No passport to Swiss success

At first glance, it is surprising a healthy Swiss drink could not find a place in the UK market. But failure to achieve goals is often a result of having set the wrong goals, writes John Shannon.

For marketers, being Swiss can have its advantages. The country enjoys a strong reputation for quality which, coupled with alpine connotations of health, can provide a strong underpinning for certain exports – particularly in the areas of food and healthcare.

Yet it does not constitute a passport to success, as one recent example shows. Rivella, a fruit-flavoured, milk-based soft drink produced in Switzerland, ranks second only to Coca-Cola in its home market.

The Swiss market, however, is small, and to achieve significant revenue growth the company concluded it would need to build sales overseas. It selected the UK as its target market.

Initial signs were good. The product, both healthy and convenient, conforms to two of the dominant trends in the international consumer goods market.

In addition, the UK is receptive to foreign products and boasts a drinks market over six times the size of Switzerland’s.

Finally, questioning of potential consumers produced extremely positive responses. “The research is on our side,” export director Robert Barth told the press. “Seventy-two per cent of those questioned said they would ‘definitely’ or ‘most probably’ try the product.”

One year on, however, its product largely delisted due to disappointing sales, Rivella’s owner is wondering what went wrong.

Obviously, all the facts are not available but there are some clues. The company’s stated aim was to establish Rivella as a premium, mainstream soft drink, placing it in stiff competition with established brands such as 7-Up or Lilt.

By examining research closer to home, however, they might have reconsidered their ambition. Retail buyers surveyed by the University of St Gallen reported that, of brands currently on supermarket shelves, just 42 per cent were considered “more or less essential”, 22 per cent “could probably be excluded at no great loss” and the remaining 36 per cent “could easily be replaced”. In the UK, the odds are probably even less favourable, particularly to unfamiliar brands.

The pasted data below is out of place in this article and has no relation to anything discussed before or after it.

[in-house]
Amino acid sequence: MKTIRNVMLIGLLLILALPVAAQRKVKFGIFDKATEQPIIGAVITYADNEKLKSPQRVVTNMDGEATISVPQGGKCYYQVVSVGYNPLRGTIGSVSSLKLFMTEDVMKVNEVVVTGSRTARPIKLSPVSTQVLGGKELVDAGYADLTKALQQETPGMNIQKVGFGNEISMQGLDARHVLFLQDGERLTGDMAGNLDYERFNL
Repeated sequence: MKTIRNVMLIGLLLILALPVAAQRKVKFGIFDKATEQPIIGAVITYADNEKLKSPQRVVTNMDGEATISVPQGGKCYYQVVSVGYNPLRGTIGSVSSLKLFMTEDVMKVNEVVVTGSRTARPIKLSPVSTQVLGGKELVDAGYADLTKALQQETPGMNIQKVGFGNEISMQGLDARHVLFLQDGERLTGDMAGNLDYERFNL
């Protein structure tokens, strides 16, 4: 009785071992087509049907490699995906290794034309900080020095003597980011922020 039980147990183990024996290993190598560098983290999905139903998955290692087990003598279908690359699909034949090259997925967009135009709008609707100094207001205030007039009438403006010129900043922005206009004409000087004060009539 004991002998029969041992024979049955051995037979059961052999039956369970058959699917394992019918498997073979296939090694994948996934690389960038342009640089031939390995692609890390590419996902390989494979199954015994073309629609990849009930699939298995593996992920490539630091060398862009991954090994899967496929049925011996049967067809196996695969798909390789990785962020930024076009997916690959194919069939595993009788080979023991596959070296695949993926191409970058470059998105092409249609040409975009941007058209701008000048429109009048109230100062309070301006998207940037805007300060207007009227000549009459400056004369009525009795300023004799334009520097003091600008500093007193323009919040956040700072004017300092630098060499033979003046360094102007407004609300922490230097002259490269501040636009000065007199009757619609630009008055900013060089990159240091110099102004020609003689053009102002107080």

Failure to reach one’s goals is often a result of having set the wrong goals in the first place. To claim a place among the “must haves” in the mainstream UK retail trade requires the right product, concerted investment, astute positioning and communications to match.

It is difficult to believe that a healthy, convenient drink of Swiss origin could not find a place in the UK market, yet it may be that a bottom-up rather than top-down approach was more appropriate.

Fragmentation of the media, coupled with the development of specialist and alternative distribution, multiplies the opportunities to appeal to consumers with specific interests – and even to build a more mainstream brand from a niche basis. Just ask the people at Chupa Chups, Red Bull, any number of “niche” fashion labels such as Quiksilver or, indeed, the makers of the micro skate scooter – another Swiss export.

John Shannon is president of Grey International

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